The streetcar route runs along several significant residential developments, including Juneau Village, Yankee Hill and a proposed 37-story apartment building planned by Chicago-based Carroll Properties at the northeast corner of Van Buren Street and Kilbourn Avenue.

The streetcar route also runs by the historic Pritzlaff Building complex, which consists of six connected buildings constructed between 1875 and 1922. The complex has 38,735 square feet of first floor event space, it will have a business incubator on the second floor, and this spring, construction will begin to create 98 market rate apartments on the third through seventh floors.

Kendall Breunig, the owner of Sunset Investors, which has worked for years to redevelop the Pritzlaff complex, said he does not expect many event attendees to use the streetcar, but apartment residents could use the streetcar to get to downtown jobs.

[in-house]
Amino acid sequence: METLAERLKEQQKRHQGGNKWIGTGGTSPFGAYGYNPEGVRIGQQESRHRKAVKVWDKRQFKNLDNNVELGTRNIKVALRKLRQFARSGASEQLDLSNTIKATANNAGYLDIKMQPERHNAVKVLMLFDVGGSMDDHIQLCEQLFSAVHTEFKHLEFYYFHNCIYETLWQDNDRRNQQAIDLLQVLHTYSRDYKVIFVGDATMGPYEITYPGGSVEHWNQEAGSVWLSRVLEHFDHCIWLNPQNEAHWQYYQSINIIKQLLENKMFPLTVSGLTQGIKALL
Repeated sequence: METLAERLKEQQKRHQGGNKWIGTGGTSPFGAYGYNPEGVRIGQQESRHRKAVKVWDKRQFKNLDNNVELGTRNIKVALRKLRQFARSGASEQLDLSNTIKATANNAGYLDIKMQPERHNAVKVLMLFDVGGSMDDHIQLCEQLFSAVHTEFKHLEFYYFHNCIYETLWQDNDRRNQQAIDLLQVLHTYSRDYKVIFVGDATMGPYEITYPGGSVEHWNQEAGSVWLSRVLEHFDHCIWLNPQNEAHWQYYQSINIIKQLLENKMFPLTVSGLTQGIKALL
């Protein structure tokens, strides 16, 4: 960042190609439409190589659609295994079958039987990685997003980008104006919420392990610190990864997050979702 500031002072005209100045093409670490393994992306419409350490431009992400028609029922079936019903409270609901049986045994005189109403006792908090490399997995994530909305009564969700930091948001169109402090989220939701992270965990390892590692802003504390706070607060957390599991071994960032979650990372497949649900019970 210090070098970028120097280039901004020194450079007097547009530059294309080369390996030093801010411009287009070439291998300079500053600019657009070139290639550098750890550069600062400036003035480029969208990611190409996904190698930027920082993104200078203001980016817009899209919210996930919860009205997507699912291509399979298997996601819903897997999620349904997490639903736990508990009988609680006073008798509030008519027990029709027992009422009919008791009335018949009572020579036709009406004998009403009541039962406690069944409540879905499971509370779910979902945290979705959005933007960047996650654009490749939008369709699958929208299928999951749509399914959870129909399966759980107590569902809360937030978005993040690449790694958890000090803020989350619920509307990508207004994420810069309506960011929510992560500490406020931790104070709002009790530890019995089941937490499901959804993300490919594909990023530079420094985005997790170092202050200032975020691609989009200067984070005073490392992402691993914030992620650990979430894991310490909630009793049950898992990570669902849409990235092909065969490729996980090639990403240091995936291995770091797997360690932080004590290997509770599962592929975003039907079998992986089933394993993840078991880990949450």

Residents and visitors could also use the streetcar to get to numerous bars and restaurants on the route.

In addition to the Public Market, the most significant retail destination on the streetcar route could be the Metro Market grocery store at 1123 N. Van Buren St. But in a reflection of the controversial nature of the streetcar project, the store manager for Metro Market declined to comment.

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Andrew is the editor of BizTimes Milwaukee. He joined BizTimes in 2003, serving as managing editor and real estate reporter for 11 years. A University of Wisconsin-Madison graduate, he is a lifelong resident of the state. He lives in Muskego with his wife, Seng, their son, Zach, and their dog, Hokey. He is an avid sports fan and is a member of the Muskego Athletic Association board of directors.